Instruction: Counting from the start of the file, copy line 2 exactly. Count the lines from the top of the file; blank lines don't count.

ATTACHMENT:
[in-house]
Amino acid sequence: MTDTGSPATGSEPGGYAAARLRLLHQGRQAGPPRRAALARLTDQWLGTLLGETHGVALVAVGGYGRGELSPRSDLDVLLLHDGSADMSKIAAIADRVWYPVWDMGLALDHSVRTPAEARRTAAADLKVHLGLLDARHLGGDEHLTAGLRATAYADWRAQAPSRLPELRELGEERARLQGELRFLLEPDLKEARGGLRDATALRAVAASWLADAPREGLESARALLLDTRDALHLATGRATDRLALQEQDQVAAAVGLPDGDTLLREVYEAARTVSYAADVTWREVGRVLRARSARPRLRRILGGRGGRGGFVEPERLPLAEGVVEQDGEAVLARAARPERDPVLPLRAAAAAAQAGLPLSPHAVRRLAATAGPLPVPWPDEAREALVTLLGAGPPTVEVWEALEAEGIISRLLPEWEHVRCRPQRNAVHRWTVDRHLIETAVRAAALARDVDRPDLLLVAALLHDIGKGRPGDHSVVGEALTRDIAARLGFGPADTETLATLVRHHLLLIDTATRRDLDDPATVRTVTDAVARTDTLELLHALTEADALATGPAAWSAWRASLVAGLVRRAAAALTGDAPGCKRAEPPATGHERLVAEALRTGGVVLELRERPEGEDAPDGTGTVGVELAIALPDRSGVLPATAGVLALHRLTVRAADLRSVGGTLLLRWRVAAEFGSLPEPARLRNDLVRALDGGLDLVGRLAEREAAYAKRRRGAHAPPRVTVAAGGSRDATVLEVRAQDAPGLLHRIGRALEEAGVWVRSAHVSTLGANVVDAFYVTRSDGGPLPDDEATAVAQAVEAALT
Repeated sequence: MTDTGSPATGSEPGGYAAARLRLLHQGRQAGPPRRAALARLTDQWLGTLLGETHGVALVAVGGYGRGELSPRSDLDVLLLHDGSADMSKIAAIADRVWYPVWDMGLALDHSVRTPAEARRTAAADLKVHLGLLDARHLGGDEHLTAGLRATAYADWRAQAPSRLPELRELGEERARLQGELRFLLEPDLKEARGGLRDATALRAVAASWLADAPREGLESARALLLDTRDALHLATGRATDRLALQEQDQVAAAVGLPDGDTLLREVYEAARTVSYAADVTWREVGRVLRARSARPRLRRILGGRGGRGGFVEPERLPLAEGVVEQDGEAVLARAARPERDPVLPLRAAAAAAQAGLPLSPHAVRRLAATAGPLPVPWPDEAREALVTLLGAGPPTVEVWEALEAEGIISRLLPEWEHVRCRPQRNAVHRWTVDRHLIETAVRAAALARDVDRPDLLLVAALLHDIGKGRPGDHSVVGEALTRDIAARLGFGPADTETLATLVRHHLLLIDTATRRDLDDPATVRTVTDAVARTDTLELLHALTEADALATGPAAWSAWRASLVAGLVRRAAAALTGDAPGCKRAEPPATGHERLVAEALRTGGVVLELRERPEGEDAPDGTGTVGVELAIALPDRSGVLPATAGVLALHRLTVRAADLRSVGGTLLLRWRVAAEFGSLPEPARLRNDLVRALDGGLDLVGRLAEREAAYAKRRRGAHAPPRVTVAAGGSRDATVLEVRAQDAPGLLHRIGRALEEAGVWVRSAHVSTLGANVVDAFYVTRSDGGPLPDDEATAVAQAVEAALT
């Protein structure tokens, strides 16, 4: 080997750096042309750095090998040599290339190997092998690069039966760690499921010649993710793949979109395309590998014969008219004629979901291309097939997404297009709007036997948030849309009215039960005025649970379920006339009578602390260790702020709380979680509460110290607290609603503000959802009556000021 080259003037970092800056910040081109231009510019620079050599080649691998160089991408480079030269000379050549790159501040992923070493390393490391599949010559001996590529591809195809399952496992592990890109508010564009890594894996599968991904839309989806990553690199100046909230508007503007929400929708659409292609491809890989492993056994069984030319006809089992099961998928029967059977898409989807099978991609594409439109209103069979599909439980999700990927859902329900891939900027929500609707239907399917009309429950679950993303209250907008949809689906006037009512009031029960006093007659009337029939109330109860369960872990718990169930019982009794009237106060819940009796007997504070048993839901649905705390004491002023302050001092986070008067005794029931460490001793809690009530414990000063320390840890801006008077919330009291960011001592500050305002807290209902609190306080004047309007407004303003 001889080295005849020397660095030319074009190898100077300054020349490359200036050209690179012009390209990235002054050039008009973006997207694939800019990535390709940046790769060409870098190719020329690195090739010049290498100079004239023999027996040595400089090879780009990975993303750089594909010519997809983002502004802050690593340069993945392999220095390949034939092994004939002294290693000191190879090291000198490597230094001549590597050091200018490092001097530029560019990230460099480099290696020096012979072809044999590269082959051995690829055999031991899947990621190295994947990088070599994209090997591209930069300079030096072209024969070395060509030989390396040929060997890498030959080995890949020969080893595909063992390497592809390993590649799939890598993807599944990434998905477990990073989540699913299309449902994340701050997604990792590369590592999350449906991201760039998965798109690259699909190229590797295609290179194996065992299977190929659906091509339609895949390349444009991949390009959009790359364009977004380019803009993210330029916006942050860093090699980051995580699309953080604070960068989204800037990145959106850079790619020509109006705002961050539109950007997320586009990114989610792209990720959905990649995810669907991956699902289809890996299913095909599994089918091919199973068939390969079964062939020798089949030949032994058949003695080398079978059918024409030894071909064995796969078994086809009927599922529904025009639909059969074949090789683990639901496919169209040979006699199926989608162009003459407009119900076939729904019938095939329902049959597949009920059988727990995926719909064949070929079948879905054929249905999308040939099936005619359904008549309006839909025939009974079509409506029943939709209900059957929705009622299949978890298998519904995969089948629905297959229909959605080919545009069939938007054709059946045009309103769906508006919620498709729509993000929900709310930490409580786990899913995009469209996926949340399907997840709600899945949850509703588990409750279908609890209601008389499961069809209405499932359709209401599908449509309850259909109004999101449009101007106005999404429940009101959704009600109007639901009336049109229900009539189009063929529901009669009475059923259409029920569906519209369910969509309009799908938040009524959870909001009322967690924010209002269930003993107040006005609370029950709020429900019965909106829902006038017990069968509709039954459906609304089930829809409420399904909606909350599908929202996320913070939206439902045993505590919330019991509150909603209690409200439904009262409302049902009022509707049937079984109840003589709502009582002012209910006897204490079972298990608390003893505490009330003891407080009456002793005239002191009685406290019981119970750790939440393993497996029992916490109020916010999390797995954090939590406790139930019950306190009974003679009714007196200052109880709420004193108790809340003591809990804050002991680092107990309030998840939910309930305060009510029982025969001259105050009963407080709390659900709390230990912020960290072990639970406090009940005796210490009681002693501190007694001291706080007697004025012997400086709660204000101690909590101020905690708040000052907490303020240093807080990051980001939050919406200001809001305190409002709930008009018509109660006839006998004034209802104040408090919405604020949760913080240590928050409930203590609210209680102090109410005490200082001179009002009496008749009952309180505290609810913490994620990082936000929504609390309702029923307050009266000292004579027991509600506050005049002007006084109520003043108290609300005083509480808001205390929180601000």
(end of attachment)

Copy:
Amino acid sequence: MTDTGSPATGSEPGGYAAARLRLLHQGRQAGPPRRAALARLTDQWLGTLLGETHGVALVAVGGYGRGELSPRSDLDVLLLHDGSADMSKIAAIADRVWYPVWDMGLALDHSVRTPAEARRTAAADLKVHLGLLDARHLGGDEHLTAGLRATAYADWRAQAPSRLPELRELGEERARLQGELRFLLEPDLKEARGGLRDATALRAVAASWLADAPREGLESARALLLDTRDALHLATGRATDRLALQEQDQVAAAVGLPDGDTLLREVYEAARTVSYAADVTWREVGRVLRARSARPRLRRILGGRGGRGGFVEPERLPLAEGVVEQDGEAVLARAARPERDPVLPLRAAAAAAQAGLPLSPHAVRRLAATAGPLPVPWPDEAREALVTLLGAGPPTVEVWEALEAEGIISRLLPEWEHVRCRPQRNAVHRWTVDRHLIETAVRAAALARDVDRPDLLLVAALLHDIGKGRPGDHSVVGEALTRDIAARLGFGPADTETLATLVRHHLLLIDTATRRDLDDPATVRTVTDAVARTDTLELLHALTEADALATGPAAWSAWRASLVAGLVRRAAAALTGDAPGCKRAEPPATGHERLVAEALRTGGVVLELRERPEGEDAPDGTGTVGVELAIALPDRSGVLPATAGVLALHRLTVRAADLRSVGGTLLLRWRVAAEFGSLPEPARLRNDLVRALDGGLDLVGRLAEREAAYAKRRRGAHAPPRVTVAAGGSRDATVLEVRAQDAPGLLHRIGRALEEAGVWVRSAHVSTLGANVVDAFYVTRSDGGPLPDDEATAVAQAVEAALT